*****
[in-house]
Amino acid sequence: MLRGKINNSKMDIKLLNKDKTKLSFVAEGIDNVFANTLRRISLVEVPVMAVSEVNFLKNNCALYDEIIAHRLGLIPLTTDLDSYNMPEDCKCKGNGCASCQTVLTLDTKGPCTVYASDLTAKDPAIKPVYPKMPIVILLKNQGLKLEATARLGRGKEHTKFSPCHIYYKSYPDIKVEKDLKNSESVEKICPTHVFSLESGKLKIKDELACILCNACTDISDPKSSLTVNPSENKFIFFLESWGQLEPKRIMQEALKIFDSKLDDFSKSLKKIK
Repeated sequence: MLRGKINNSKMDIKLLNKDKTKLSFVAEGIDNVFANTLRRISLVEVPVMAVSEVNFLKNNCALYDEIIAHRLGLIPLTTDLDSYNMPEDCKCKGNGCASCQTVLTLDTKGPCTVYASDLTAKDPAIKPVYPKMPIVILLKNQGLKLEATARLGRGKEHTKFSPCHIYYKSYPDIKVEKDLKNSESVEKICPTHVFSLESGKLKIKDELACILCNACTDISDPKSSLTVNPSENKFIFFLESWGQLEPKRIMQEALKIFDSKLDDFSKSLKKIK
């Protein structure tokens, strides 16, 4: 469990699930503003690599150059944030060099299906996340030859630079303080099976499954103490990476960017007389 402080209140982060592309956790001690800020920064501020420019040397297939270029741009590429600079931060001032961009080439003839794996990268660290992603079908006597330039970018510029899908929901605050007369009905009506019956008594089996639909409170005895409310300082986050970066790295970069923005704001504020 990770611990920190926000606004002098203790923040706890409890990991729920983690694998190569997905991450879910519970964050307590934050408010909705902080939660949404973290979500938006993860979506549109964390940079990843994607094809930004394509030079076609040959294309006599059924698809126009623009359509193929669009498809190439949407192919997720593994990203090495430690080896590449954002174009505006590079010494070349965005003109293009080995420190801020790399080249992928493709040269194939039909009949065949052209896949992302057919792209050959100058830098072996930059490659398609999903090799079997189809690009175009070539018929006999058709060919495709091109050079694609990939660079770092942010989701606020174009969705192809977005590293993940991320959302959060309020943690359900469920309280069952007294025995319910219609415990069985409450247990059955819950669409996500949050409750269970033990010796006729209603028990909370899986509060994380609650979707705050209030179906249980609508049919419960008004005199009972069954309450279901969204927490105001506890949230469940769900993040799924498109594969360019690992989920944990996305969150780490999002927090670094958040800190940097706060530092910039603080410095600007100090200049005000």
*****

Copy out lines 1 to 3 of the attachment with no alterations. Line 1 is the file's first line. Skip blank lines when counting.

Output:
[in-house]
Amino acid sequence: MLRGKINNSKMDIKLLNKDKTKLSFVAEGIDNVFANTLRRISLVEVPVMAVSEVNFLKNNCALYDEIIAHRLGLIPLTTDLDSYNMPEDCKCKGNGCASCQTVLTLDTKGPCTVYASDLTAKDPAIKPVYPKMPIVILLKNQGLKLEATARLGRGKEHTKFSPCHIYYKSYPDIKVEKDLKNSESVEKICPTHVFSLESGKLKIKDELACILCNACTDISDPKSSLTVNPSENKFIFFLESWGQLEPKRIMQEALKIFDSKLDDFSKSLKKIK
Repeated sequence: MLRGKINNSKMDIKLLNKDKTKLSFVAEGIDNVFANTLRRISLVEVPVMAVSEVNFLKNNCALYDEIIAHRLGLIPLTTDLDSYNMPEDCKCKGNGCASCQTVLTLDTKGPCTVYASDLTAKDPAIKPVYPKMPIVILLKNQGLKLEATARLGRGKEHTKFSPCHIYYKSYPDIKVEKDLKNSESVEKICPTHVFSLESGKLKIKDELACILCNACTDISDPKSSLTVNPSENKFIFFLESWGQLEPKRIMQEALKIFDSKLDDFSKSLKKIK